Reddened skin, visible veins or small pustules on the face – many people struggle with this. Rosacea, one of the most common skin diseases in adulthood, can be behind the symptoms. A dermatologist provides information about the symptoms and explains how those affected can take effective countermeasures.
Rosacea is a chronic inflammatory, non-contagious skin disease. It manifests itself, among other things, in reddening of the cheeks, nose, forehead or chin. In Germany, between two and five percent of the adult population struggle with the clinical picture. Both men and women can suffer from rosacea, although women seem to be affected a little more often.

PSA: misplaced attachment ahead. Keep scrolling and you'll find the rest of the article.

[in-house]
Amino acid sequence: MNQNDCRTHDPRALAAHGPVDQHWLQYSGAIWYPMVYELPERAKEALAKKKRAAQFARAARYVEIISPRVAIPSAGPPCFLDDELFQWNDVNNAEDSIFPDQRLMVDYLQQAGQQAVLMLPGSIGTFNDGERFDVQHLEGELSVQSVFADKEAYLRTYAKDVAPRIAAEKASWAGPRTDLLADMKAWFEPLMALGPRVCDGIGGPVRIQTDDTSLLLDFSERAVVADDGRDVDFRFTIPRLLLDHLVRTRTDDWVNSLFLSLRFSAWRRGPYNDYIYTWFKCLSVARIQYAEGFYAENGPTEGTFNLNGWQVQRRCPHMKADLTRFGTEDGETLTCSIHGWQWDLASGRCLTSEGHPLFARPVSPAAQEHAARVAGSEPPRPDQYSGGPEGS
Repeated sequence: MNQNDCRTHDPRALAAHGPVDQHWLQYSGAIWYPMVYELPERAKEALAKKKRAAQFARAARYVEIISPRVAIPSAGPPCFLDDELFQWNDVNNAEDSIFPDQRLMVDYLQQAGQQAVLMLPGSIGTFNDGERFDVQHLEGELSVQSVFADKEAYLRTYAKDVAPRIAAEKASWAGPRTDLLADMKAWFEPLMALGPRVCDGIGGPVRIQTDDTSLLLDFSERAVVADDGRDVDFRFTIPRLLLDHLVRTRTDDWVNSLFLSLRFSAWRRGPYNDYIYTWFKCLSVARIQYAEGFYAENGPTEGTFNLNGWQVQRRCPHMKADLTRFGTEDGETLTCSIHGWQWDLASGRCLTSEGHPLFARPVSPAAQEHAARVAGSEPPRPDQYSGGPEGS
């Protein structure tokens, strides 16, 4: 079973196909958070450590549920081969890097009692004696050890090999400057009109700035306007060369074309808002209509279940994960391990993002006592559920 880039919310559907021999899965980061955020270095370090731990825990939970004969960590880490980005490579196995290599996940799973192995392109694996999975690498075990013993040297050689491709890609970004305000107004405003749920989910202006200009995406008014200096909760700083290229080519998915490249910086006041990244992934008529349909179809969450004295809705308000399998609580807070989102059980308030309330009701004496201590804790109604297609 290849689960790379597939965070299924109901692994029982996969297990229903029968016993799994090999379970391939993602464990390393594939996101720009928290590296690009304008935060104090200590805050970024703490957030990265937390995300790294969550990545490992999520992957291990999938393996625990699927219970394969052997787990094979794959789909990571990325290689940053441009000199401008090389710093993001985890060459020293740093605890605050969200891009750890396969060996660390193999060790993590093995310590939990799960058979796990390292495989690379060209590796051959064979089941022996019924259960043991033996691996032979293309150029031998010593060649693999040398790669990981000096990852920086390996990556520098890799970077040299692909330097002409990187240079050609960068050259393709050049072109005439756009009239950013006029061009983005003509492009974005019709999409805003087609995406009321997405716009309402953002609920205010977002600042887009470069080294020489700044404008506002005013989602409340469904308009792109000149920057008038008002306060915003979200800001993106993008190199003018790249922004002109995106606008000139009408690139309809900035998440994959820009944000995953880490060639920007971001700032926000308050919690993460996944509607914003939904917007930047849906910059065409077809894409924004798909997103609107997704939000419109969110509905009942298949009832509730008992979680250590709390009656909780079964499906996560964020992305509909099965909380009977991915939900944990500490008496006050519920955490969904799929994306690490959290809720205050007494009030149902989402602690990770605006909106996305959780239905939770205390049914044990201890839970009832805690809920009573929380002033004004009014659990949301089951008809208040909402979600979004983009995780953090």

The Munich dermatologist Dr. Anne-Charlotte Kuna regularly treats rosacea patients. In an interview, she explains how rosacea becomes noticeable, what is known about the triggers and why early countermeasures make sense.
Miss Dr. Kuna, rosacea usually occurs from the age of 30 onwards. What are the first signs?